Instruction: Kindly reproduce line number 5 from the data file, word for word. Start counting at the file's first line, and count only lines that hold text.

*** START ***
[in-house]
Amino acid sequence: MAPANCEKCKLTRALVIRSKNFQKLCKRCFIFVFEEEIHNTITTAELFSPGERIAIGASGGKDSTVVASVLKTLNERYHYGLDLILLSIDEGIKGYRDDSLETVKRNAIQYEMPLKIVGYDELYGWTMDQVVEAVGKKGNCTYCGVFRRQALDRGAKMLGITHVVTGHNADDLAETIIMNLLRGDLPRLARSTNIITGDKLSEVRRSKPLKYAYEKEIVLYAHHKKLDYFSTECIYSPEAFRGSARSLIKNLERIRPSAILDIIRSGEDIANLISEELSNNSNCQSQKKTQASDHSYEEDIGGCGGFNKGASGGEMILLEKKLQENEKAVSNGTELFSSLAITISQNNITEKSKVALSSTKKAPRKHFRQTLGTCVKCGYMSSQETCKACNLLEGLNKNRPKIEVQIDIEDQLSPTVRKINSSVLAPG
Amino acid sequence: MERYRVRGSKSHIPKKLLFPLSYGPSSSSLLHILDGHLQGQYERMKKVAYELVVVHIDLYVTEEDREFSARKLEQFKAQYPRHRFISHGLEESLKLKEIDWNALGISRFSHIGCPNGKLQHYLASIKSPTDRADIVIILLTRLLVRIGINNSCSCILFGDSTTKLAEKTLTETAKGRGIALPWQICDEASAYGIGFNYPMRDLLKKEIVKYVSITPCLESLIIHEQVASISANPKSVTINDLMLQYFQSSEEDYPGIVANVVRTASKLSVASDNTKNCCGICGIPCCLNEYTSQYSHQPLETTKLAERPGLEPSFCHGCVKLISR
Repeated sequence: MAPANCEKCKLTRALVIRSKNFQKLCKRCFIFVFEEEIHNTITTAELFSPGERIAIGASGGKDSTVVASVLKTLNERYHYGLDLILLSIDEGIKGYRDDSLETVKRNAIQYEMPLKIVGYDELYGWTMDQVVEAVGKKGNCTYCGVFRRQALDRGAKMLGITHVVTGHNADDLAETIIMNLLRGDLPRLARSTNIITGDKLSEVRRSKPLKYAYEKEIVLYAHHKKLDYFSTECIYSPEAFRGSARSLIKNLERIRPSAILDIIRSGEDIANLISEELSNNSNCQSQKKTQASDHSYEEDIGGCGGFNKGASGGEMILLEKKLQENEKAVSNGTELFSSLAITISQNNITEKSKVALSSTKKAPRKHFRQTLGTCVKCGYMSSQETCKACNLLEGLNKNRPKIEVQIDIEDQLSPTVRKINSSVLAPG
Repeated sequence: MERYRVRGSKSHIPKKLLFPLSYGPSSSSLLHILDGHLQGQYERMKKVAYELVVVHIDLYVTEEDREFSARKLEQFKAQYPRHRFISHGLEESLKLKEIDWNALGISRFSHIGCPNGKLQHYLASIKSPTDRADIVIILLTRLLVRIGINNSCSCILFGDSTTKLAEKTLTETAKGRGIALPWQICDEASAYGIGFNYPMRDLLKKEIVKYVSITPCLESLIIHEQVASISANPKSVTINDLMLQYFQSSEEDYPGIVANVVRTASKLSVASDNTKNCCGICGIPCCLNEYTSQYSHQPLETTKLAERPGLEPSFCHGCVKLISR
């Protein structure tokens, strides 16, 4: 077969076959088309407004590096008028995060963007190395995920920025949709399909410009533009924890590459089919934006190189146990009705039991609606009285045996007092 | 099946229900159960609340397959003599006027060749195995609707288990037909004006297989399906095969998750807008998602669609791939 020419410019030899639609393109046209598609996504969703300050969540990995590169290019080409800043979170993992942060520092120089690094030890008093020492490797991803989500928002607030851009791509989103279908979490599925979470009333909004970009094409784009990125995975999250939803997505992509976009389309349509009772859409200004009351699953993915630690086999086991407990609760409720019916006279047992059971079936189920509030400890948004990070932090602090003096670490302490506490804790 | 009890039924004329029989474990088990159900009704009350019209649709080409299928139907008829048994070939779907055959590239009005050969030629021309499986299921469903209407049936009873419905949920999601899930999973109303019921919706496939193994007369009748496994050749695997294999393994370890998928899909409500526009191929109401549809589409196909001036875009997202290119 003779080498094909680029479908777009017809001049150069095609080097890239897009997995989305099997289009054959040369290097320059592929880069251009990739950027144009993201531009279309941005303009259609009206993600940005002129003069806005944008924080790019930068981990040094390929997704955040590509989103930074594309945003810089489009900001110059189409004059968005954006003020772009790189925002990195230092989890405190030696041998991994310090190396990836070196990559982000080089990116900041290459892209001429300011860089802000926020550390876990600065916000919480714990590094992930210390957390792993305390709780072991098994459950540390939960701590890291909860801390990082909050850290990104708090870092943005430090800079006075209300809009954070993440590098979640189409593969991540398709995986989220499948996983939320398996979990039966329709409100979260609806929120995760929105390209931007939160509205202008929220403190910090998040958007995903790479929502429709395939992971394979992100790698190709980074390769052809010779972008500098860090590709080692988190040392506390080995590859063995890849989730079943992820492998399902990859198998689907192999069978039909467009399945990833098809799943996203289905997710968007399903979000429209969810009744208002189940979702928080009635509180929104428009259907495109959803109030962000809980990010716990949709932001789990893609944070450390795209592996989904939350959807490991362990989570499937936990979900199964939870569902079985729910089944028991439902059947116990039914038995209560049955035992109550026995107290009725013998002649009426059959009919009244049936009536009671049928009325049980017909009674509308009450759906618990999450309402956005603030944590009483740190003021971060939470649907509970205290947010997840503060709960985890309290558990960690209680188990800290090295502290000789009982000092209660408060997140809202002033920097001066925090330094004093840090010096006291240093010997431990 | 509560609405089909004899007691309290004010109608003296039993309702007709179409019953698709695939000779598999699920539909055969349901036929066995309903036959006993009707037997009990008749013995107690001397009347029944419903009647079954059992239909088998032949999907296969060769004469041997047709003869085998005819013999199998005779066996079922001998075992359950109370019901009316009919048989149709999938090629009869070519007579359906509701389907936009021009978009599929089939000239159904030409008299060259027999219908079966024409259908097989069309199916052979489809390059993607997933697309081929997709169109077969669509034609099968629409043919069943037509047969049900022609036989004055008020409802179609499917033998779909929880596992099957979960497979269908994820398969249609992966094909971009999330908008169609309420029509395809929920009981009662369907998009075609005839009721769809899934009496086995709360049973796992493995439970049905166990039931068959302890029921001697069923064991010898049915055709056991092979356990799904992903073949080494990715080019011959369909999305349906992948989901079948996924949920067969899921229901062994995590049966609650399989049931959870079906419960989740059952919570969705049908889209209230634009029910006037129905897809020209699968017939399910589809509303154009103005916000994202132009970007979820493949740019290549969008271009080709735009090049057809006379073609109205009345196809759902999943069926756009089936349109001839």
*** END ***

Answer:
Repeated sequence: MERYRVRGSKSHIPKKLLFPLSYGPSSSSLLHILDGHLQGQYERMKKVAYELVVVHIDLYVTEEDREFSARKLEQFKAQYPRHRFISHGLEESLKLKEIDWNALGISRFSHIGCPNGKLQHYLASIKSPTDRADIVIILLTRLLVRIGINNSCSCILFGDSTTKLAEKTLTETAKGRGIALPWQICDEASAYGIGFNYPMRDLLKKEIVKYVSITPCLESLIIHEQVASISANPKSVTINDLMLQYFQSSEEDYPGIVANVVRTASKLSVASDNTKNCCGICGIPCCLNEYTSQYSHQPLETTKLAERPGLEPSFCHGCVKLISR